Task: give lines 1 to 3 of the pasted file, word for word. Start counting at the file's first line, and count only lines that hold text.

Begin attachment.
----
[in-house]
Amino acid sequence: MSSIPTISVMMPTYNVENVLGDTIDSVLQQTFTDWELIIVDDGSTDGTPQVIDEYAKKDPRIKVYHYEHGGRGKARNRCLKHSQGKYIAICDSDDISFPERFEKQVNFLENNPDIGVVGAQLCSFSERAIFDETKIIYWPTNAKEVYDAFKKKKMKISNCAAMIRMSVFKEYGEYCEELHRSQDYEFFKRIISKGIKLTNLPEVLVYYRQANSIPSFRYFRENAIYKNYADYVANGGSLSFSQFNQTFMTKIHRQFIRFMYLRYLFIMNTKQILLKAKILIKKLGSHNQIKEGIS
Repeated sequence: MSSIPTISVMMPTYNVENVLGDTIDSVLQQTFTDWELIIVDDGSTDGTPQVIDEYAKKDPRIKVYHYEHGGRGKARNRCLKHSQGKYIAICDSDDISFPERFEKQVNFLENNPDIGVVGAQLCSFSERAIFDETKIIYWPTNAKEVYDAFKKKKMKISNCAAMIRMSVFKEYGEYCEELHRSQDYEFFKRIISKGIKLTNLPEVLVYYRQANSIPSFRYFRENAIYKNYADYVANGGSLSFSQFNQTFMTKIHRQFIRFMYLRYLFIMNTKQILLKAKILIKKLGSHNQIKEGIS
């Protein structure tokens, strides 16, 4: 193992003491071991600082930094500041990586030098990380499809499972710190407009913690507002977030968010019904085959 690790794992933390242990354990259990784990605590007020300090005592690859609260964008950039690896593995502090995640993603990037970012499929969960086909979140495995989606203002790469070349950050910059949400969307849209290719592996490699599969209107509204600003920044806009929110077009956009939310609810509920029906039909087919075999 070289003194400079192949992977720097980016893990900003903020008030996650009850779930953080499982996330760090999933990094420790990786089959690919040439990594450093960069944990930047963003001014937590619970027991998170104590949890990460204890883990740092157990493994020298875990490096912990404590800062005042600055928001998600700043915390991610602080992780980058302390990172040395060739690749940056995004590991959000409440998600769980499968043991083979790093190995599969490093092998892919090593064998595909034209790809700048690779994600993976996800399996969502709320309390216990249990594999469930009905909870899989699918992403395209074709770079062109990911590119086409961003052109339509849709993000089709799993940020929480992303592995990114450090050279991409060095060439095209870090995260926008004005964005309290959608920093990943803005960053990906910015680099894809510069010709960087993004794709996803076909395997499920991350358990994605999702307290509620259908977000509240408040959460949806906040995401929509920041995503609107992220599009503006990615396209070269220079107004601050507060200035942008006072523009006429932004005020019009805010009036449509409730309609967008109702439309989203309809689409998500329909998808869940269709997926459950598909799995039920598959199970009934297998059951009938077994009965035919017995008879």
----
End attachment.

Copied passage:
[in-house]
Amino acid sequence: MSSIPTISVMMPTYNVENVLGDTIDSVLQQTFTDWELIIVDDGSTDGTPQVIDEYAKKDPRIKVYHYEHGGRGKARNRCLKHSQGKYIAICDSDDISFPERFEKQVNFLENNPDIGVVGAQLCSFSERAIFDETKIIYWPTNAKEVYDAFKKKKMKISNCAAMIRMSVFKEYGEYCEELHRSQDYEFFKRIISKGIKLTNLPEVLVYYRQANSIPSFRYFRENAIYKNYADYVANGGSLSFSQFNQTFMTKIHRQFIRFMYLRYLFIMNTKQILLKAKILIKKLGSHNQIKEGIS
Repeated sequence: MSSIPTISVMMPTYNVENVLGDTIDSVLQQTFTDWELIIVDDGSTDGTPQVIDEYAKKDPRIKVYHYEHGGRGKARNRCLKHSQGKYIAICDSDDISFPERFEKQVNFLENNPDIGVVGAQLCSFSERAIFDETKIIYWPTNAKEVYDAFKKKKMKISNCAAMIRMSVFKEYGEYCEELHRSQDYEFFKRIISKGIKLTNLPEVLVYYRQANSIPSFRYFRENAIYKNYADYVANGGSLSFSQFNQTFMTKIHRQFIRFMYLRYLFIMNTKQILLKAKILIKKLGSHNQIKEGIS